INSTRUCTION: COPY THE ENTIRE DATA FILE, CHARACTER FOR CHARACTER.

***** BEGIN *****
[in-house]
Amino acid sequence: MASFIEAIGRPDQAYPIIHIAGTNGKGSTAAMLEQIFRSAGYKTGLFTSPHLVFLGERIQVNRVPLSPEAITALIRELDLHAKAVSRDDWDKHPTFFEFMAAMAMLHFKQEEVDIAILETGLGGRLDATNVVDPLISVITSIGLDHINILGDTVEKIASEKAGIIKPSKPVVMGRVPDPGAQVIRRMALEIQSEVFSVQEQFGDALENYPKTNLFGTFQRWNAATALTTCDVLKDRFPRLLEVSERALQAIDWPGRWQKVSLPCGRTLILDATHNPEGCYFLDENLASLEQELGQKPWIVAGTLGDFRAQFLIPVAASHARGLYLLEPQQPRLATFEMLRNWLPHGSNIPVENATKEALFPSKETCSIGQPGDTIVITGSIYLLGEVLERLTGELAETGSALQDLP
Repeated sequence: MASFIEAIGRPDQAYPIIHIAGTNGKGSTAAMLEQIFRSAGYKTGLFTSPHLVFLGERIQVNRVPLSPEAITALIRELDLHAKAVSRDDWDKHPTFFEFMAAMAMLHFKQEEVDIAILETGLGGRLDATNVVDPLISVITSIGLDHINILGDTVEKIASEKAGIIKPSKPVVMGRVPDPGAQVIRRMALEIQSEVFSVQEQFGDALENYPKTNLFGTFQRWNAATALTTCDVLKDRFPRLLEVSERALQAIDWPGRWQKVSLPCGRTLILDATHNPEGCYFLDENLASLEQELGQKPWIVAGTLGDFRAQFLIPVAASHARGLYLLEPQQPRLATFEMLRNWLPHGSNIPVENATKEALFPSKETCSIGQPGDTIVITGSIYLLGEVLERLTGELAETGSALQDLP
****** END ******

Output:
[in-house]
Amino acid sequence: MASFIEAIGRPDQAYPIIHIAGTNGKGSTAAMLEQIFRSAGYKTGLFTSPHLVFLGERIQVNRVPLSPEAITALIRELDLHAKAVSRDDWDKHPTFFEFMAAMAMLHFKQEEVDIAILETGLGGRLDATNVVDPLISVITSIGLDHINILGDTVEKIASEKAGIIKPSKPVVMGRVPDPGAQVIRRMALEIQSEVFSVQEQFGDALENYPKTNLFGTFQRWNAATALTTCDVLKDRFPRLLEVSERALQAIDWPGRWQKVSLPCGRTLILDATHNPEGCYFLDENLASLEQELGQKPWIVAGTLGDFRAQFLIPVAASHARGLYLLEPQQPRLATFEMLRNWLPHGSNIPVENATKEALFPSKETCSIGQPGDTIVITGSIYLLGEVLERLTGELAETGSALQDLP
Repeated sequence: MASFIEAIGRPDQAYPIIHIAGTNGKGSTAAMLEQIFRSAGYKTGLFTSPHLVFLGERIQVNRVPLSPEAITALIRELDLHAKAVSRDDWDKHPTFFEFMAAMAMLHFKQEEVDIAILETGLGGRLDATNVVDPLISVITSIGLDHINILGDTVEKIASEKAGIIKPSKPVVMGRVPDPGAQVIRRMALEIQSEVFSVQEQFGDALENYPKTNLFGTFQRWNAATALTTCDVLKDRFPRLLEVSERALQAIDWPGRWQKVSLPCGRTLILDATHNPEGCYFLDENLASLEQELGQKPWIVAGTLGDFRAQFLIPVAASHARGLYLLEPQQPRLATFEMLRNWLPHGSNIPVENATKEALFPSKETCSIGQPGDTIVITGSIYLLGEVLERLTGELAETGSALQDLP